3D Printers

W. Afate: Recycling 1st World Waste into New World Solutions

The cost of technological progress is that, with each exponential leap of Moore’s Law, obsolete machinery is cast away as garbage.  And, because discarded electronics often contain harmful components and toxic waste, landfill regulations in first world nations prevent the disposal of such products.  Where then does the e-waste go? According to one Salon article, “millions of used computers, TVs, cellphones and other electronics [are dumped] in the world’s developing regions, including those in China, India, Malaysia, the Philippines, Vietnam, Eastern Europe and Africa.”

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Afate Gnikou of the Togo-based WoeLab, the first hackerspace in West Africa, hopes to do his part to rectify the problem with the W. Afate[1] 3D printer. W-Afate-3d-printer-9 The W. Afate printer takes the spare electronic parts from the massive dumps and recycles them into something useable.  Gnikou uses the scraps from scanners, computers and printers and assembles them into the frame of a Prusa style RepRap printer that can then be hooked up to an Arduino board.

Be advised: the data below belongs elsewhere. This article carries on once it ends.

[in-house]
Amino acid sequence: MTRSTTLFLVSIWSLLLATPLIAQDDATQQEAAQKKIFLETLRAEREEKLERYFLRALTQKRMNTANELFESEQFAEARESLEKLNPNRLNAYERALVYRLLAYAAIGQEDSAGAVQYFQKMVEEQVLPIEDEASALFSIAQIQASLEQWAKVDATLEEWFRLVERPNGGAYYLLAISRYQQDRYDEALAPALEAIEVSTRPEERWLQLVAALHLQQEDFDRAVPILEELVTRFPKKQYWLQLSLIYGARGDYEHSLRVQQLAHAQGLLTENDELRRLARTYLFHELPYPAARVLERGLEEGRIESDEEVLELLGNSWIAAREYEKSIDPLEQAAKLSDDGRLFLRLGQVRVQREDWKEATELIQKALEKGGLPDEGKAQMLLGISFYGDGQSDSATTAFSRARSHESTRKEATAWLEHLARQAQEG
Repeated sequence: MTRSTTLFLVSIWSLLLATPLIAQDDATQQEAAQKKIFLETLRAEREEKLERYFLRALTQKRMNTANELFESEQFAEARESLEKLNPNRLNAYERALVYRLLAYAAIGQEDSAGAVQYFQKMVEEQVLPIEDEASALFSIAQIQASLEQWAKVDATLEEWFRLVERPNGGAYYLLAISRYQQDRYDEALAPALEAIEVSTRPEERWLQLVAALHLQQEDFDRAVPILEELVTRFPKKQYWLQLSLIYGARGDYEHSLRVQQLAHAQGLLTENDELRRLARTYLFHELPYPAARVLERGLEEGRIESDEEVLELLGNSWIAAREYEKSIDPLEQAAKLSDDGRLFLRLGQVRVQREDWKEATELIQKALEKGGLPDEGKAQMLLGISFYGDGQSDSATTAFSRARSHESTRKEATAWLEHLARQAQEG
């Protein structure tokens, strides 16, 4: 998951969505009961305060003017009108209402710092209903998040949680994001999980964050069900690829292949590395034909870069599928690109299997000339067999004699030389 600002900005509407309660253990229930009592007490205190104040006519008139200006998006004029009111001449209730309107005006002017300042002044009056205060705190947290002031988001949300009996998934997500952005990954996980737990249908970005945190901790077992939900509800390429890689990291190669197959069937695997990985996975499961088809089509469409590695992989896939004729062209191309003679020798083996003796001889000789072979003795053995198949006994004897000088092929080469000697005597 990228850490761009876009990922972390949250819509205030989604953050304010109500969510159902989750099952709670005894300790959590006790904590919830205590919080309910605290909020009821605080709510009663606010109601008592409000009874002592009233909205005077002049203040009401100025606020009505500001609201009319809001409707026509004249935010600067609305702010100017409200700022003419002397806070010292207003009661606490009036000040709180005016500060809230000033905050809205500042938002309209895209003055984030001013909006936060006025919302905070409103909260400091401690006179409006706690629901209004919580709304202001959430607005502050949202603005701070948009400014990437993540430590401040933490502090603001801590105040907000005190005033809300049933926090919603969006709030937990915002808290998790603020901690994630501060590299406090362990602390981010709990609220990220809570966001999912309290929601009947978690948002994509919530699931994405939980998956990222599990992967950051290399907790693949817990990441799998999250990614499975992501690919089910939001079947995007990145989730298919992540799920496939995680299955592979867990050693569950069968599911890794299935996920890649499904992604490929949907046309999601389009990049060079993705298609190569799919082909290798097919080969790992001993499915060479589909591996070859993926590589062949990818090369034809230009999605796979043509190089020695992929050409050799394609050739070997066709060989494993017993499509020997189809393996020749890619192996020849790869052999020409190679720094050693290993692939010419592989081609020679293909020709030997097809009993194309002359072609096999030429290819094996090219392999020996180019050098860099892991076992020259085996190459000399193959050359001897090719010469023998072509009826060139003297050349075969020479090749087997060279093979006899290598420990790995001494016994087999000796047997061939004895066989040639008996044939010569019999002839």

The idea sprang from AchiCamp 2012, a workshop in Togo’s capital of Lomé devoted to architecture and urban design, when a Prusa kit was imported from France. Gnikou then developed a strategy for democratizing the printer by modifying the design to include recycled parts. He is now seeking funding for the project on the European crowdsourcing site ulule.  The proceeds will go towards developing printer kits and open source documentation.

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This printer is not Gnikou’s only solution to the e-waste problem facing the planet. As part of a team made up of Sénamé Agbodjinou, Togonese architect & anthropologist; Edem Alomatsi, Togonese biologist; and Julien Déprez, French designer and mechanical engineer, Gnikou has a plan to send the electronic garbage to Mars in the form of a robotic W. Afate 3D Printer.  Utilizing the process of 4D printing, the robotic printer would unfold itself and roll into action on the red planet, where it could build a variety of structures from recycled parts.

The project, aptly titled “W. Afate to Mars”, won the local International Space Apps Challenge in Paris and has made it to the global round of the challenge with judging scheduled to take place tomorrow, May 22nd.  If you think W. Afate should make it to Mars, make sure to vote for the project on Twitter!

 


[1] W for WoeLab and Afate for the printer’s inventor.

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